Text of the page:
The other question I have about Yahoo is why it has refused to implement SPF. Sender Policy Framework is the uncontroversial part of Sender ID, the part that checks the message envelope. Many people still argue that SPF is all we really need. But no serious people believe this, least of all SPFs author Meng Weng Wong, who is a principal author and sponsor of the Sender ID spec and also a fan of DomainKeys. All SPF really stops is bounce messages, also known as "Joe Jobs." Its an important part of the solution, but its far from an adequate one.The Yahoo announcement focuses on phishing, probably because its topical. Spam has become a major annoyance, but phishing is scary. And SPF does nothing to address phishing. This is why Microsoft developed Caller ID, the header portion of Sender ID. I should also take a moment to wag my finger at those who continue to express concern at how spammers are adopting SPF and other authentication standards in order to get around them. I dont know if theyre walking into a trap or if theyre just experimenting, but it wont do them any good. The more spammers authenticate, the easier they will make themselves to block. For insights on security coverage around the Web, check out eWEEK.com Security Center Editor Larry Seltzers Weblog. Remember, authentication systems are not complete anti-spam systems. They just identify who is sending the mail, not why they are sending it. This whole approach requires the coordinated use of reputation systems that will use the authenticated address to tell you whether a sender is trustworthy. In such a scenario, an authenticated spammer becomes easy to block. The collapse of MARID brought forth a call for experimentation with the various proposals in the hope that the experience would inform the standards process and help to produce a consensus. Were lucky. The experimentation so far has formed along the lines one would expect, meaning the proposals backed by the major players. The advancement of DomainKeys puts in an approach that the open-source community wont object to and that is forward-looking. It doesnt have to be the only success in this area, but its good that we have it. Security Center Editor Larry Seltzer has worked in and written about the computer industry since 1983. Check out eWEEK.coms for the latest security news, reviews and analysis.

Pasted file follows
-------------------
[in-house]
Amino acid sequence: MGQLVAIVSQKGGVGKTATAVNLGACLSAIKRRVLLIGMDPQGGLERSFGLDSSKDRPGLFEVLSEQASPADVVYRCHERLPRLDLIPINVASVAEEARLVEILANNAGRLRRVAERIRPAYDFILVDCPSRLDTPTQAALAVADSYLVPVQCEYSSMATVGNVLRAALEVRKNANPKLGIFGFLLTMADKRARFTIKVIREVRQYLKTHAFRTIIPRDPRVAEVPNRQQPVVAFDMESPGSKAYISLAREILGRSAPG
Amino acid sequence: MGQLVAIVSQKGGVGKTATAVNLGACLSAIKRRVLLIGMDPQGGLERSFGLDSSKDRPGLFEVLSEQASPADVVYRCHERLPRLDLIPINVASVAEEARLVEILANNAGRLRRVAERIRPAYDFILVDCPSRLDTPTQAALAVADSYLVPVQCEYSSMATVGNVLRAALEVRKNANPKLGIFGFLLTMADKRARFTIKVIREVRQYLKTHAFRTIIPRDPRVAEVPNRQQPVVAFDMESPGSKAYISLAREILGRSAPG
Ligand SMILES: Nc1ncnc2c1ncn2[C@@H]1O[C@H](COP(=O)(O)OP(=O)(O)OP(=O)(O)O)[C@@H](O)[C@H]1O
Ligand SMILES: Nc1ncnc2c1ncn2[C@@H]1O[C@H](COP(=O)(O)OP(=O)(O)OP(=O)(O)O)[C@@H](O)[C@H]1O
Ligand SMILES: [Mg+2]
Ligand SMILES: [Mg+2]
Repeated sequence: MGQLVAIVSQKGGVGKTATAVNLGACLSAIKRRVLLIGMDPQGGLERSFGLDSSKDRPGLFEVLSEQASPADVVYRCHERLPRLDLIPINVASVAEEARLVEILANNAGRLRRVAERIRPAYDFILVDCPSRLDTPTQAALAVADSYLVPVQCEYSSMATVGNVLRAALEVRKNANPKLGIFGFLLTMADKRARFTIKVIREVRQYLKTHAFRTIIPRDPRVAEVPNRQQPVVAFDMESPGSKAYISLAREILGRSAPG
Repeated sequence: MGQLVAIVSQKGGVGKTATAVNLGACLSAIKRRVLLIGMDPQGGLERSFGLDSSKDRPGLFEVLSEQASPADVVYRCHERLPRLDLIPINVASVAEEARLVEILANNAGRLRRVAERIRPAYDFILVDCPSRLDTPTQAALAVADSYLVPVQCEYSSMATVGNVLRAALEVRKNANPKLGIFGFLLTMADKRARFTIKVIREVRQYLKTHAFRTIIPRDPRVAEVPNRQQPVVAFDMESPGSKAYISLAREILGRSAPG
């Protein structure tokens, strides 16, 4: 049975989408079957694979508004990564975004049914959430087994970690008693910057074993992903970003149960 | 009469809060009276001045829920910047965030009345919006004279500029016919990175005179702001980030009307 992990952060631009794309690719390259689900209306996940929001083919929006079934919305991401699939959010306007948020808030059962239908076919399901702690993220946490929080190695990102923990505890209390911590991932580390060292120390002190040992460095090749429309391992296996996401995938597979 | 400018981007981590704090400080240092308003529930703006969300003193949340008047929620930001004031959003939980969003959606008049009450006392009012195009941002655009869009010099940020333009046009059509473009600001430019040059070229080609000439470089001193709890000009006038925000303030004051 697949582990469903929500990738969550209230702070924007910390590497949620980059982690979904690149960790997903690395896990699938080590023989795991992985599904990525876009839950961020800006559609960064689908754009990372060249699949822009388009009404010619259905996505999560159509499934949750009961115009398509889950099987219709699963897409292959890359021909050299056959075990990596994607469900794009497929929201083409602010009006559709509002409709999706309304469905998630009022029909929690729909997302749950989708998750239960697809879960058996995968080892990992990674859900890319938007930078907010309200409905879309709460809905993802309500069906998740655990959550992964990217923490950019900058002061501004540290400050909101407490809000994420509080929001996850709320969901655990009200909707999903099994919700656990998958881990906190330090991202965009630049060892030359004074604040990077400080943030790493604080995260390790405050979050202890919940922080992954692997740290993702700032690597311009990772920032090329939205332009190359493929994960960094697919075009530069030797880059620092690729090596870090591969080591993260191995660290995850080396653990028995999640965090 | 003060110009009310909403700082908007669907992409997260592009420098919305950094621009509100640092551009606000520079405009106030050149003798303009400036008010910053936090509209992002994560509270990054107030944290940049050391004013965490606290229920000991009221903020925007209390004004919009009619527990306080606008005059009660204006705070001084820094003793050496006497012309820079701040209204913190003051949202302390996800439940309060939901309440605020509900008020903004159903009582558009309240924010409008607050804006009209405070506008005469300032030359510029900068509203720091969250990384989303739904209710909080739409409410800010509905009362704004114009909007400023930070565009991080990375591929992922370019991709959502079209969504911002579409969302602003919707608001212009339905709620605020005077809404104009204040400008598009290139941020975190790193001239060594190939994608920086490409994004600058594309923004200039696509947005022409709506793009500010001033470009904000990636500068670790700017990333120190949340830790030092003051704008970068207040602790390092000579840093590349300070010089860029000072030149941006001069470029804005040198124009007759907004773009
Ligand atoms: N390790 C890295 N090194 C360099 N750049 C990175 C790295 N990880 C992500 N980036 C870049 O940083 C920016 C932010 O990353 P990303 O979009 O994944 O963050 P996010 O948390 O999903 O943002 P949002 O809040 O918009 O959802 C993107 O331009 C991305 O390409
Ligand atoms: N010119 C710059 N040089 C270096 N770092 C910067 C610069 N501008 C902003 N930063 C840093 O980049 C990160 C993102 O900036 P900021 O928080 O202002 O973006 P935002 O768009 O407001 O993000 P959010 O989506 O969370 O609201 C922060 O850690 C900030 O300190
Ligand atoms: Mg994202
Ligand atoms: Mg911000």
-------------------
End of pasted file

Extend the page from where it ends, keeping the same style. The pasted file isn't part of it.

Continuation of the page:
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But it is an easy one, and theres no good technical reason why Yahoo should resist it. All the other major mail providers, to my knowledge, are implementing SPF as part of their experimentation. The answer for Yahoo is probably something as stupid as not wanting people to get the misimpression that they are hedging on DomainKeys. I asked the company about this several weeks ago, and it weaseled out of a direct answer. Most dissatisfying.